8/3/1935: Ruan Lingyu Commits Suicide
"Gossip is a Fearful Thing": The Death of Ruan Lingyu
Largely unknown in the West, the actress Ruan Lingyu is still an iconic figure in China more that seventy years after her tragic death in 1935. Often referred to as China’s Greta Garbo, Ruan appeared in 29 films - all silent - in less than a decade, and found herself at the heart of both the nation’s affections and its’ news media’s predatory attentions.
In contrast to her relatively smooth ascendancy to film stardom, Ruan’s personal life was a succession of bad choices that not only brought her deep unhappiness but also flew in the face of China’s social conventions. Her father died when she was five years old, and her newly-widowed mother found employment with the Zhang family. Zhang Damin, the youngest son of the family, took a shine to Ruan and they lived together as man and wife from 1925 – although they never officially married because his parents disapproved on the basis of their differing social positions. However, in China at this time, the vagaries of marital law meant that a couple who lived together were often looked upon as married, as morality was considered to be as major a consideration as legal formality.
The couple’s relationship was strained and unhappy. Zhang Damin was a gambler who frittered away large amounts of their money. He was also physically abusive to Ruan. Separation was inevitable, and by late 1932 they were living apart. Ruan entered into a relationship with Tang Jishan, a wealthy Cantonese tea merchant who managed the Chahua Tea Company, whom she had met at various functions staged by the Lianhua Studio. In February 1933, Ruan instructed her lawyer, Wu Chengyu, to publish a statement of her independence from Zhang in numerous papers, an action which was widely accepted as a means of divorce at the time. When Zhang returned from a business trip in April 1933 to find Ruan living with Tang Jishan, the three of them entered into a formal legal agreement under which it was agreed that Ruan would pay Zhang a maximum of 100 yuan per month, that they would otherwise live independently of each other and that the terms of the agreement would not be made public.
Both parties adhered to the terms until November 1934, when Zhang, knowing that Ruan was only obliged to pay him for another few months, asked her for money to finance a business venture. Ruan refused, saying she would only pay him the outstanding 500 yuan due to him under the terms of their agreement. Zhang sued Ruan and Jishan for damages, but when Jishan counter-sued for defamation the case was dropped. However, in February 1935, Zhang began new proceedings accusing Ruan and Jishan of fabricating documents and forging his seal in order to defraud him.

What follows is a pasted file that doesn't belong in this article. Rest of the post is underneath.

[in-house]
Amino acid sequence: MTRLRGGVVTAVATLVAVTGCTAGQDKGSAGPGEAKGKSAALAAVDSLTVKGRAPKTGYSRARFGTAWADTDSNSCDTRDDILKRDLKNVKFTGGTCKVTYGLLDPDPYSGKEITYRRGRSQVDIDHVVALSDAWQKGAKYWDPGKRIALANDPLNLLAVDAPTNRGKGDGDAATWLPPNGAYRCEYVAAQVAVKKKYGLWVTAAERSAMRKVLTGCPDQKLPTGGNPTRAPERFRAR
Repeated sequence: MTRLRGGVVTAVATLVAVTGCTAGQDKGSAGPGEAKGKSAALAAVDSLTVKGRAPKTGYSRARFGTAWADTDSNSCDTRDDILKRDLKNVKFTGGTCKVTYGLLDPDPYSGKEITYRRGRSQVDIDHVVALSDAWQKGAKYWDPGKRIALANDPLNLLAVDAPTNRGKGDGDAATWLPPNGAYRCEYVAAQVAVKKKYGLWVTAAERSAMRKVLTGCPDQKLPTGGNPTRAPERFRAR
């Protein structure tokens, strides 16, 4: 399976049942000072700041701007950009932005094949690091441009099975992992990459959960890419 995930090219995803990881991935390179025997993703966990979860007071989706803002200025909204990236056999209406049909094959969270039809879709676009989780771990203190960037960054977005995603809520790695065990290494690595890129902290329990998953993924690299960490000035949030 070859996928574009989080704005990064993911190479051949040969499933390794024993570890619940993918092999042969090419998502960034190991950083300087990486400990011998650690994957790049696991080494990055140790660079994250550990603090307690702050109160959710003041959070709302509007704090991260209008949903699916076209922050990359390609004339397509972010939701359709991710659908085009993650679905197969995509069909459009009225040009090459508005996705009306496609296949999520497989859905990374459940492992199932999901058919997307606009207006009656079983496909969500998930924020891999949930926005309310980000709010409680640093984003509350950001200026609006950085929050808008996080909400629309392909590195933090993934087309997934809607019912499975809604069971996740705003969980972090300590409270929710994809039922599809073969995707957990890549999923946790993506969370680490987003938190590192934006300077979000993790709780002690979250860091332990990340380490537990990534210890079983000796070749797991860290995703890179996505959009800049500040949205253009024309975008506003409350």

Ironically, the real-life proceedings being played out in the public eye bore many similarities to the plot of New Woman, the film that was to be Ruan Lingyu’s last. In the film she played a character whose modern outlook and perceived immorality earns her the scorn of her peers and the press which ultimately drives her to suicide. When the film was released the press protested loudly at the negative way in which it was portrayed. Fearing a media backlash that could scupper the film’s performance at the box office, the Lianhua studio made an open apology and arranged to screen the film at a fundraising event for a women’s educational centre on International Women’s Day on 8th March 1935. However, it was on that day that Ruan Lingyu took her life by taking an overdose of sleeping pills.
At around midnight on 7th March 1935, two days before Zhang’s case was due in court, Ruan and Jishan returned from a dinner party at Lianhua Studios. While Jishan slept, Ruan ate a bowl of rice porridge and prepared herself some tea which she used to wash down some 30 barbitone-sodium tablets.
She wrote three suicide notes as she waited to die, one of which was an open note ‘to society’ in which she restated New Woman’s stand against the press and its methods. She also acknowledged the role that gossip – both malicious and idle – had played in her decision, using the phrase ‘renyan kewei’ which can be translated to mean ‘gossip is a fearful thing.’ She also censured Zhang Damin, for selling maliciously slanderous stories to the press. ‘You may not have killed me with your own two hands,’ she wrote, ‘but I have died because of you.’
Ruan was still alive when Jishan awoke, but she was unconscious, and despite a frantic dash to hospital, doctors were unable to save her life and she was formally pronounced dead at 6.38pm on 8th March 1935.
Ruan Lingyu’s funeral, which took place on 14th March 1935, has become the stuff of legend. Conflicting reports give the number of mourners that lined the streets to watch her funeral procession wind its way through the streets of Shanghai to be anything between 100,000 and 300,000. The procession itself stretched for more than three miles, and three women are alleged to have committed suicide. The New York Times even carried a report on the event on its front page, proclaiming it ‘the most spectacular funeral of the century.’
The press, which had arguably played its part in Ruan Lingyu’s suicide, now pored over every detail of her death, and reported without irony the accusations her grieving mother levelled at them. They made the hapless Tang Jishan, who was also reported to have been unfaithful and abusive to Ruan, the villain of the piece with such thorough conviction that the Lianhua Studios openly accused him of being ‘a criminal who did harm to the whole movie world, being the direct cause of Ruan’s suicide.’
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